But the digitized version is a valuable find because Tufts has made this downloadable by anyone, anywhere, any time. 

    It's been scanned by professionals and it's easily searchable for names and activities. 

    The digitized version can be read and annotated over and over again, saving the printed copy from wear and tear.

    For instance, here's the page devoted to the roster of Zeta Psi fraternity. I clipped it digitally from the downloaded yearbook.

    Then I highlighted Ed's name at the bottom.

    Never would I write in the original! Yet the digitized version is incredibly convenient for my family history projects.

    Why Jumbo?

    Why was the yearbook called the Jumbo Book? The story, according to Tufts:

    Master showman P.T. Barnum was a Tufts trustee and benefactor. In the 1880s, his circus toured with a huge elephant named Jumbo, standing nearly 12 feet tall and weighing six tons. 

    Jumbo died in 1885, and a few years later, Barnum donated the elephant's hide to Tufts. He intended it to be the centerpiece of a Barnum natural history museum to be built on campus.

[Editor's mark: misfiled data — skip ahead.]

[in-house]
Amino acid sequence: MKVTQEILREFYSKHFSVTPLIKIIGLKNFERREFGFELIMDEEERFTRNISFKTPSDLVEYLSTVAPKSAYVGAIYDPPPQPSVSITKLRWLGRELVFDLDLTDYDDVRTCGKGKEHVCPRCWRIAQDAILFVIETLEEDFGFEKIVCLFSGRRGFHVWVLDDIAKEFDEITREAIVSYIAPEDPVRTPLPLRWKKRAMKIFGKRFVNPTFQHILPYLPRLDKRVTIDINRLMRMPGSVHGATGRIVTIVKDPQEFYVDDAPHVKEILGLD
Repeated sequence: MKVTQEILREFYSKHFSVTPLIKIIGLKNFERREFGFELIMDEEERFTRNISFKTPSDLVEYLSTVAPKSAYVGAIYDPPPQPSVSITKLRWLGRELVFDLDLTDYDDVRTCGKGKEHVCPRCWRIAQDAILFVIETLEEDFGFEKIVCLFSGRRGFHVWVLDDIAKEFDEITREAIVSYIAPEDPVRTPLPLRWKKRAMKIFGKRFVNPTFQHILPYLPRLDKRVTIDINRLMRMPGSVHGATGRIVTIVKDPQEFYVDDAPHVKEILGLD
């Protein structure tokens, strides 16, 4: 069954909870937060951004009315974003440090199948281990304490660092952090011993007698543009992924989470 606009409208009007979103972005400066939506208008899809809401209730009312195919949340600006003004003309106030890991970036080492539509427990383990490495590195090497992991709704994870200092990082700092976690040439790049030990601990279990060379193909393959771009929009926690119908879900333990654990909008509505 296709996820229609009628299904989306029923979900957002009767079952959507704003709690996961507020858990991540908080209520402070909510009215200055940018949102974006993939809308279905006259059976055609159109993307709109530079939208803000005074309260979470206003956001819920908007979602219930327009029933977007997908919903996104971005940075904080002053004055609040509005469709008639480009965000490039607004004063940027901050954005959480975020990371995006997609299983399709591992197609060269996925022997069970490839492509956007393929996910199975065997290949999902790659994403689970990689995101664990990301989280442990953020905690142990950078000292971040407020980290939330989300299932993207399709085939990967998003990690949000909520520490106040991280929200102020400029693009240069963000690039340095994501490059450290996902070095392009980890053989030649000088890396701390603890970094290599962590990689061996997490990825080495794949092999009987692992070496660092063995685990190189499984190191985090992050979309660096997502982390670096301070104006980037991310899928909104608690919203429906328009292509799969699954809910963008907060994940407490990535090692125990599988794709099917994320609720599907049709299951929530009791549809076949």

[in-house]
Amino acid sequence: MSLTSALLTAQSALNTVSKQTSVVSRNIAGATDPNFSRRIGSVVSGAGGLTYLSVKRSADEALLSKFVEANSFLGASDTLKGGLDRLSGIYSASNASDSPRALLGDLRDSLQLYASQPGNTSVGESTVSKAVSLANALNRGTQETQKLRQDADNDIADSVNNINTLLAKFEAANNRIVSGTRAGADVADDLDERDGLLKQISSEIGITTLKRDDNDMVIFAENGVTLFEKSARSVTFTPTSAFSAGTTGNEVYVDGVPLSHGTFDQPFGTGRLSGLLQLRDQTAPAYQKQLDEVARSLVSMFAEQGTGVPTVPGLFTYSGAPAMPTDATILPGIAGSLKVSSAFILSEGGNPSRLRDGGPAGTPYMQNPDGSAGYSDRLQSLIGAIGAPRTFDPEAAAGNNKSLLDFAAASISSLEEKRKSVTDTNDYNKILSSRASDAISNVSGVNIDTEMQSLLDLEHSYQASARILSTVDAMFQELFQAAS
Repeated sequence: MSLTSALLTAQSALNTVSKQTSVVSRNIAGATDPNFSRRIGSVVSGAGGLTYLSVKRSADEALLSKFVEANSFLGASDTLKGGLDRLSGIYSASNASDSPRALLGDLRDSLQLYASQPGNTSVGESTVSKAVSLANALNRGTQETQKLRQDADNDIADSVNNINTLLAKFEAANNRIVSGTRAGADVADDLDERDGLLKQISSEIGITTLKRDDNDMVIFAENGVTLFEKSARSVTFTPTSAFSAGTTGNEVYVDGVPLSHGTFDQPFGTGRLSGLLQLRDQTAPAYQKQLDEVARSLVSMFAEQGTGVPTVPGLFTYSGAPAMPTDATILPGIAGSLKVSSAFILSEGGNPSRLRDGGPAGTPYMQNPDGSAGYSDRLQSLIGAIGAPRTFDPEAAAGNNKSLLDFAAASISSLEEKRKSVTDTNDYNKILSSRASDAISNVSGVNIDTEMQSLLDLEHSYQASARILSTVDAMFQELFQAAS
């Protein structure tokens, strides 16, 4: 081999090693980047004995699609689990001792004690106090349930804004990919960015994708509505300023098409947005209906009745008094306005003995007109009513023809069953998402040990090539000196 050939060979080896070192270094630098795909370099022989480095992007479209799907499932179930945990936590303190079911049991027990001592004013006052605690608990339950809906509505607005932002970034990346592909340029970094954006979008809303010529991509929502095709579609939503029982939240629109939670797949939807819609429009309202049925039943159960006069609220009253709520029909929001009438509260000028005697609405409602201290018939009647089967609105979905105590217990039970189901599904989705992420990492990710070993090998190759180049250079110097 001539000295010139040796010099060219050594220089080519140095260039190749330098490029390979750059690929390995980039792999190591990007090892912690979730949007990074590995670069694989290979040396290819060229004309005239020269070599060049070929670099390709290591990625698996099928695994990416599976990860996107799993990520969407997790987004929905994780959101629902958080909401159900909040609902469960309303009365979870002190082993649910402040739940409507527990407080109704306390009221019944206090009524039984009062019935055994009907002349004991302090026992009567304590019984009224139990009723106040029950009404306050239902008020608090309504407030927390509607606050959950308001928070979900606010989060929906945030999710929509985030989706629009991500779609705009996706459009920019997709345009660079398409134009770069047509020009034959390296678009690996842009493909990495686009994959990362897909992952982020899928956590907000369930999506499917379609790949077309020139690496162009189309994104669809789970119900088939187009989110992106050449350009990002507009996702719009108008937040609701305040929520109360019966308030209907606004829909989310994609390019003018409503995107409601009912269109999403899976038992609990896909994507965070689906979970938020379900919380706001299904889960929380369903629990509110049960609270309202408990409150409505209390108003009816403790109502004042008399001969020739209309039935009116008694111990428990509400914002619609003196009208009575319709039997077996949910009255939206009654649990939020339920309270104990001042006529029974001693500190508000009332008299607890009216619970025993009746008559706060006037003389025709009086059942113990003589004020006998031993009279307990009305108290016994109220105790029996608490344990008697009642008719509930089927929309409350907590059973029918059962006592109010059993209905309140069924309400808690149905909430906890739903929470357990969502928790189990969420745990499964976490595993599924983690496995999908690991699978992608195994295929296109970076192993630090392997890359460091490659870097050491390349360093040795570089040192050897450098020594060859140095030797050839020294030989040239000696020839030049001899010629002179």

Over time, Jumbo became a kind of good luck charm. He has served as mascot for the Tufts sports teams, as well as lending his name to the yearbook and other campus publications. He's even gone high tech: JumboSearch is the Tufts library's search system. 

    Jumbo fun--one reason I enjoy the #52Ancestors challenge!

    Saturday, July 16, 2022

    I Did a Double-Take When I Saw This Date!


    I do a lot of horizontal genealogy research, adding siblings, their spouses, and their in-laws to my family tree. More than once, I've discovered some of these folks are actually distant cousins of my ancestors!

    This man's relationship to me is not very close: sibling of husband of sister-in-law of 1c1r.

    Still, by looking closely at Ray Klein and his siblings, I'm seeking to determine whether and how their mother might be related to my maternal Waldman cousins from Hungary. 

    I did a double-take when this database info turned up. Anybody think this is an actual birth date?? 

    Um, no. 

    Automated indexing and extracts don't always get the details right. That's why I aim to look at original documents myself. 

    Wednesday, July 13, 2022

    Pandemic Pastime Becomes Family Craft

    What began as a weekly craft activity  during the pandemic lockdown has become a surprisingly popular family craft. 

    Pandemic rock painting parties

    In the spring of 2020, Sis invited me and two friends to her place every Saturday to paint rocks. We sat socially distant and wore masks to stay safe. Our artist friend helped by sketching outlines and making suggestions about color, shading, and proportion.